A story from the opening pages of Grevel Lindop’s Charles Williams: The Third Inkling reveals a startling but puzzling truth. Charles Williams, in spite of being called “One of the most gifted and intellectual Christian writers England has produced this [the 20th] century” by Time magazine, has always walked in the shadow of his two famous friends, C.S. Lewis and J.R.R. Tolkien.
New dorms, road trips, short courses, whatever — the lesson is the same: Always look on the bright side of life.
Commentary: Turning the Tide: Inspiring Concern for Others and the Common Good through College Admissions
In April, as Notre Dame’s associate vice president of undergraduate enrollment, I attended an admitted-students reception in New York City. It was a lovely, blue-sky day, and we stood on a rooftop deck overlooking the Metropolitan Museum of Art. On a rooftop deck across the street, we could see a Stanford gathering for admitted students. At both parties, parents and students seemed almost buoyant — balancing pride in the fact of admission to a chosen college with relief.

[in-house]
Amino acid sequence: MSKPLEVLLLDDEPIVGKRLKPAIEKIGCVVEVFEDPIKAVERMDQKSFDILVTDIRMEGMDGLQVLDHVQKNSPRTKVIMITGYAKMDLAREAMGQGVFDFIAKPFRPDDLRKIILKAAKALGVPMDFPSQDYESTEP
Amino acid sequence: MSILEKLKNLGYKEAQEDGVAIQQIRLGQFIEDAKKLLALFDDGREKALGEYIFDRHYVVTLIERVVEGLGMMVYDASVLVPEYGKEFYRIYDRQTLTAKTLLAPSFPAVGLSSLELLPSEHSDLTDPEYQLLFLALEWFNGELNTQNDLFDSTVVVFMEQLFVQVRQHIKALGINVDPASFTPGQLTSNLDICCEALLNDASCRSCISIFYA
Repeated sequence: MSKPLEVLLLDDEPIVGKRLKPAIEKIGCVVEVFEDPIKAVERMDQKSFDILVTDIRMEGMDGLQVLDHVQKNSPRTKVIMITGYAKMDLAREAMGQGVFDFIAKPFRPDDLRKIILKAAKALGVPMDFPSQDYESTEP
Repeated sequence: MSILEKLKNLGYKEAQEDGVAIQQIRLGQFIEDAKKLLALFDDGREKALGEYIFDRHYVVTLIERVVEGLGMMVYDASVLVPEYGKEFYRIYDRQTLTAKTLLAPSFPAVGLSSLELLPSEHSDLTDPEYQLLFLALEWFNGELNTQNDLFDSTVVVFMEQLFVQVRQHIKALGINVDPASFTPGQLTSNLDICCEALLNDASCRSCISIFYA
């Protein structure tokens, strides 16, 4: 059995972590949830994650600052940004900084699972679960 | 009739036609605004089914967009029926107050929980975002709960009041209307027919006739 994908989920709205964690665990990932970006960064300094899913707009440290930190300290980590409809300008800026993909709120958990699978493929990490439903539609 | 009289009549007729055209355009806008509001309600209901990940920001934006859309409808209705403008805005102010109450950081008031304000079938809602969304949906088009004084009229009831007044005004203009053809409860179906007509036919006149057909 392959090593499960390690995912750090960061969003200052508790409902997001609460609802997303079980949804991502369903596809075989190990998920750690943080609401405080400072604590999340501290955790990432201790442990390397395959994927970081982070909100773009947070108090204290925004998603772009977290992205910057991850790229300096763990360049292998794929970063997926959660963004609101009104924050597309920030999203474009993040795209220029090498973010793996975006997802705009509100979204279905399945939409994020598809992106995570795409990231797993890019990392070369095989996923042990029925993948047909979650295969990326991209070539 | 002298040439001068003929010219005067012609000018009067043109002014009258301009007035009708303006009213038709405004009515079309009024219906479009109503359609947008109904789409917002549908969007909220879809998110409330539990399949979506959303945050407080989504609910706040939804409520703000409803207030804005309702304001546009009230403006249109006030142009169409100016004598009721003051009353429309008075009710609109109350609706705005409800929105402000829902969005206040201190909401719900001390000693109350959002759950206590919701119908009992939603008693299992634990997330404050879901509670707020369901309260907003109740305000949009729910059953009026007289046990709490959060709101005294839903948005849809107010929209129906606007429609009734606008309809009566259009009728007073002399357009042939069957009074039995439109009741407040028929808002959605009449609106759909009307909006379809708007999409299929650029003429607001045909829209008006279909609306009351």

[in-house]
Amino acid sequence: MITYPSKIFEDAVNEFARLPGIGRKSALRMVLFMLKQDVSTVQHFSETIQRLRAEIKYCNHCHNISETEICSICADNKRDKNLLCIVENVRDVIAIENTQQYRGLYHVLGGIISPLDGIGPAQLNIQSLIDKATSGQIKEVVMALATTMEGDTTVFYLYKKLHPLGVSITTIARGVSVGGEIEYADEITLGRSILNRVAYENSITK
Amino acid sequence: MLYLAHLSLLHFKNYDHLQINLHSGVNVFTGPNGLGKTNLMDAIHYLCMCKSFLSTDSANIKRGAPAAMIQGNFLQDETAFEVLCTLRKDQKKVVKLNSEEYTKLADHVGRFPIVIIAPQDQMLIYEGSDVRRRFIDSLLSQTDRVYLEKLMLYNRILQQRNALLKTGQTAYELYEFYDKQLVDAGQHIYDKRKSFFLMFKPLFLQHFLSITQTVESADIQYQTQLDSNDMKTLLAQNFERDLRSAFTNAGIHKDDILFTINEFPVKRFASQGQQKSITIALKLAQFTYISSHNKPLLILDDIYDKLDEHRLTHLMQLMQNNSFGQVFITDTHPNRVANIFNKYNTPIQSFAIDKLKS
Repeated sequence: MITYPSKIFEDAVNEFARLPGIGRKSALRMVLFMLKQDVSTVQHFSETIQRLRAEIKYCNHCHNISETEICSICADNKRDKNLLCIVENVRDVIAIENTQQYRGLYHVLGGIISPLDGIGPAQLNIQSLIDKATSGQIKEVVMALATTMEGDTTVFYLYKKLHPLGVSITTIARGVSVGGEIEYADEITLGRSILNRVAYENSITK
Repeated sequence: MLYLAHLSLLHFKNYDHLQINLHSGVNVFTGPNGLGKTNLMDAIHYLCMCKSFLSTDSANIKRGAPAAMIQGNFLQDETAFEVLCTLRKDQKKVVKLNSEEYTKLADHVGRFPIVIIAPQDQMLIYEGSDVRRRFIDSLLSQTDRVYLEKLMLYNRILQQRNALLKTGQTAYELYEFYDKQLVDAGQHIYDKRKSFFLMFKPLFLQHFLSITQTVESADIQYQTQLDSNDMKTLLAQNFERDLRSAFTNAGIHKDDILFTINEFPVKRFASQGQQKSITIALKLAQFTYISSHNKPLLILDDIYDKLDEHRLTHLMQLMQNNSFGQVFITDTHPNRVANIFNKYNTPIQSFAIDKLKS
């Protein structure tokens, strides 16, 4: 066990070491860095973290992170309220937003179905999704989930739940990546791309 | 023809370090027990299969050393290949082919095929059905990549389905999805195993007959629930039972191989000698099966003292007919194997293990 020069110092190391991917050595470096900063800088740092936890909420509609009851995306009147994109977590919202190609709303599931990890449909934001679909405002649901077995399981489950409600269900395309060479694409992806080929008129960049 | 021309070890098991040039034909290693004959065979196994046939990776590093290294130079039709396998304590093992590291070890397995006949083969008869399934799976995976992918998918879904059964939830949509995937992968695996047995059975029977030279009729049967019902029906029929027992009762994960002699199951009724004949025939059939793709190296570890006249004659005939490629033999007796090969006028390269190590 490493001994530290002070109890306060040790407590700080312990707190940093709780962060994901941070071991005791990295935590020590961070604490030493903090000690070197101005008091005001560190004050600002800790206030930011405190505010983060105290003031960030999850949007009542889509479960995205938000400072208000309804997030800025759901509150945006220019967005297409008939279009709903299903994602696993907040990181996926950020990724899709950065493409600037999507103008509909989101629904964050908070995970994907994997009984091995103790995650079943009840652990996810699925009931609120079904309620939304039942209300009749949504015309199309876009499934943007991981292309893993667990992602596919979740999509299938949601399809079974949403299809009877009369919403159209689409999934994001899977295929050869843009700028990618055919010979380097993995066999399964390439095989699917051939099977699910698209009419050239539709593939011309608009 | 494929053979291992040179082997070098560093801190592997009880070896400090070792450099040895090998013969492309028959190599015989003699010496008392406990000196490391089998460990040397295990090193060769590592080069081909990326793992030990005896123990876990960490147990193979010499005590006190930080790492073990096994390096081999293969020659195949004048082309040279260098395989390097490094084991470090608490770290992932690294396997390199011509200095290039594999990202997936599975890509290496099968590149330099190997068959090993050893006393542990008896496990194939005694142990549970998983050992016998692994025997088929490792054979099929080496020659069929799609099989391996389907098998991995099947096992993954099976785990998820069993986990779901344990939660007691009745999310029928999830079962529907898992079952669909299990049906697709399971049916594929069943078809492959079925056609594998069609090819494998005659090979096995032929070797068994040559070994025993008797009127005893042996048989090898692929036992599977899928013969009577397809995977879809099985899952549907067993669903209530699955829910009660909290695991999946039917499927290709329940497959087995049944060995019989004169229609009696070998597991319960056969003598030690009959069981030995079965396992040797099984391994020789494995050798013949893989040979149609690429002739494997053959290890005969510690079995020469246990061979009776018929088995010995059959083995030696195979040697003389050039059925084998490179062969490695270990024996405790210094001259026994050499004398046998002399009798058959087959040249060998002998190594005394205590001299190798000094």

Andrew McShane rounded the corner in front of the altar of the Basilica of the Sacred Heart and sized up the cacophony in the choir loft: Drills wheezing. Socket wrenches clicking. Wisecracks flying. Workmen calling down from vanishing tiers of organ pipes that still rose three and four stories above the church floor.
Battling infertility changes a person, writes Kate Zinsmeister Harvey ’10. Her reflection was awarded an honorable mention in this magazine’s 2015 Young Alumni Essay contest.
Sometimes it’s better not to know what you’re getting yourself into, says Brenna Decker ‘10, whose essay received honorable mention in this magazine’s 2015 Young Alumni Essay Contest.
Happiness, or at least the word, was everywhere as 2016 approached — echoing in holiday conversations and in the worldwide shouts of “Happy New Year!” late on Dec. 31. Faced with the emptiness and angst I sensed in much of that happy talk, I’ve confirmed my new year’s resolution: Either it’s time to drop all this fake, escapist merriment . . . or it’s time to get really serious about happiness.
Welcome to the 100th strip in Molarity Redux, the continuing adventures of Jim Mole and friends. So, what part of “’til death do us part” did you not understand?
“Where are you from?” is a question that frequently stumps Marisa Iati, whose article was awarded an honorable mention in this magazine’s 2015 Young Alumni Essay contest.
I stood outside Main Building just before midnight this past Sunday, shivering in the frigid snow, waiting for my candle to be lit. A classmate shared a light; I hurried through the door. A huge gust of below-freezing wind immediately blew out the flame.